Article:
Are Angels Real?

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Are Angels Real?

 Are Angels Real?

Angels surround us all the time — figuratively if not literally — especially during the holidays. They appear in paintings, etchings, figurines, T-shirts, posters and just about everything else. Angels appear in several religions; for example, in Islam, angels are said to be made of light, while Christian angels were willed into being by God.

Early versions of angels had no gender, though later Christian angels were tall, slender males with soft features, often dressed in flowing robes specially tailored around their large white wings. Angels are said to be either immortal or greatly long-lived.

Though originally they were specifically religious figures, angels have become more secular over the years, and today they are widely associated with the New Age movement populated by pagans, atheists and those who consider themselves “spiritual.” Books about angels and angelic contact are enormously popular, with titles like “Where Angels Tread” and “Angels: Who They Are and How They Help.” They typically contain discussions of angels in scripture along with heartwarming true stories of modern-day miracles attributed to the heavenly visitors. Popular television shows such as “Highway to Heaven” (1984-1989) and “Touched by an Angel” (1994-2003) helped cement the prominence of angels in American popular culture.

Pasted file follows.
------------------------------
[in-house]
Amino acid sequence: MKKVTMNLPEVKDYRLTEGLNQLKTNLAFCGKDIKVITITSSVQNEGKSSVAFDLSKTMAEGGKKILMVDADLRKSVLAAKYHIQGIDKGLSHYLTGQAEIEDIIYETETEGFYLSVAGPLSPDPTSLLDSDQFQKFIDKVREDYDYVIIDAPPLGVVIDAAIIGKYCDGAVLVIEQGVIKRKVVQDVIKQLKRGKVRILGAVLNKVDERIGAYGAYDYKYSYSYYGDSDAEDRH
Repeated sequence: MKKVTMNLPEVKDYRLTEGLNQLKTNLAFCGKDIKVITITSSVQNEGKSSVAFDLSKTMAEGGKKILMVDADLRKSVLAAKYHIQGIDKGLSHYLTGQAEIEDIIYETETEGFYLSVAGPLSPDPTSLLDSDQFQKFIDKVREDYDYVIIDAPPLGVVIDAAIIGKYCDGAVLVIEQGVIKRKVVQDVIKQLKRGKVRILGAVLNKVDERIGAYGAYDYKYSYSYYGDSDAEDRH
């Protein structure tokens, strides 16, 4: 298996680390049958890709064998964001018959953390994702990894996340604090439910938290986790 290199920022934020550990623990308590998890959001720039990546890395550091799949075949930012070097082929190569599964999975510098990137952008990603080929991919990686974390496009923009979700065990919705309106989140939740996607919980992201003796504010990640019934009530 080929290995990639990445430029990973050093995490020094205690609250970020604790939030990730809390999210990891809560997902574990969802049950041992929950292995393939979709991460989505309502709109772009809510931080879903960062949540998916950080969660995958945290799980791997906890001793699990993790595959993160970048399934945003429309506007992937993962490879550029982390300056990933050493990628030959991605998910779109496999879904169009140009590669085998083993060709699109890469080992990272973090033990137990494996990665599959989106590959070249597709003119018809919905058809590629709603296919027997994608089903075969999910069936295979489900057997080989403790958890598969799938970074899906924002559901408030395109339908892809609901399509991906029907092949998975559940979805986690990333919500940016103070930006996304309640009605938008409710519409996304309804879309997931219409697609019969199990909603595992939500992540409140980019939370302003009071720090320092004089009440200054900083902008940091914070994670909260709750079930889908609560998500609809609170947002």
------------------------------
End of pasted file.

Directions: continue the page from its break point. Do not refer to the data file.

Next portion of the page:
Angels occasionally feature in reports of near-death experiences, though mostly in those who have a pre-existing belief in them. Among UFO believers, some claim that alien abductors are actually angels instead of extraterrestrials. Erich von Daniken, for example, author of several popular (if scientifically dubious) books in the 1970s, claimed that Biblical stories of Abraham and Joseph describe them meeting aliens, not angels.

The word “angel” comes from the Greek word “anglos,” which means “messenger” in Hebrew. Angels can take many forms, usually appearing as human or a glowing light or aura. Often — especially in cases of averted tragedy or disaster — angels will not be seen at all, but instead their presence recognized by their actions. If something good, unexpected, and seemingly inexplicable happens, it’s often assumed to be the result of divine or angelic intervention.